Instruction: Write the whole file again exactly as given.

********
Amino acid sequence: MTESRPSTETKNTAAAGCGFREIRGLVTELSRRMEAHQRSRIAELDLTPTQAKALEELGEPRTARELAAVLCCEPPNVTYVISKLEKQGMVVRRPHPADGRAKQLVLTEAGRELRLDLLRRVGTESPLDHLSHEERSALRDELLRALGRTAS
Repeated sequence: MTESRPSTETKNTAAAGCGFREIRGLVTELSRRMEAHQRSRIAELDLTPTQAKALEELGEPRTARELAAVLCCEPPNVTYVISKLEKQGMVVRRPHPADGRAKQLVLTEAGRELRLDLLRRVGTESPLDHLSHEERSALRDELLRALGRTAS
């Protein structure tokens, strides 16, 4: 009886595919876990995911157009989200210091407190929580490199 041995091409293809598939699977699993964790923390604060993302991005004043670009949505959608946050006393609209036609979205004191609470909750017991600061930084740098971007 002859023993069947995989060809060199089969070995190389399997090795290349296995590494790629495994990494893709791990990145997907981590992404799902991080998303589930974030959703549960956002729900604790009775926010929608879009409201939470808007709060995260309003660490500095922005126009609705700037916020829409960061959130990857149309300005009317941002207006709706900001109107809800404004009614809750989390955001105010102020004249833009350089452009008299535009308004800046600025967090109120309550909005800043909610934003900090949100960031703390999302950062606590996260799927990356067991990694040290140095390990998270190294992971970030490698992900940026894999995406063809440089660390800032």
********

Amino acid sequence: MTESRPSTETKNTAAAGCGFREIRGLVTELSRRMEAHQRSRIAELDLTPTQAKALEELGEPRTARELAAVLCCEPPNVTYVISKLEKQGMVVRRPHPADGRAKQLVLTEAGRELRLDLLRRVGTESPLDHLSHEERSALRDELLRALGRTAS
Repeated sequence: MTESRPSTETKNTAAAGCGFREIRGLVTELSRRMEAHQRSRIAELDLTPTQAKALEELGEPRTARELAAVLCCEPPNVTYVISKLEKQGMVVRRPHPADGRAKQLVLTEAGRELRLDLLRRVGTESPLDHLSHEERSALRDELLRALGRTAS
């Protein structure tokens, strides 16, 4: 009886595919876990995911157009989200210091407190929580490199 041995091409293809598939699977699993964790923390604060993302991005004043670009949505959608946050006393609209036609979205004191609470909750017991600061930084740098971007 002859023993069947995989060809060199089969070995190389399997090795290349296995590494790629495994990494893709791990990145997907981590992404799902991080998303589930974030959703549960956002729900604790009775926010929608879009409201939470808007709060995260309003660490500095922005126009609705700037916020829409960061959130990857149309300005009317941002207006709706900001109107809800404004009614809750989390955001105010102020004249833009350089452009008299535009308004800046600025967090109120309550909005800043909610934003900090949100960031703390999302950062606590996260799927990356067991990694040290140095390990998270190294992971970030490698992900940026894999995406063809440089660390800032």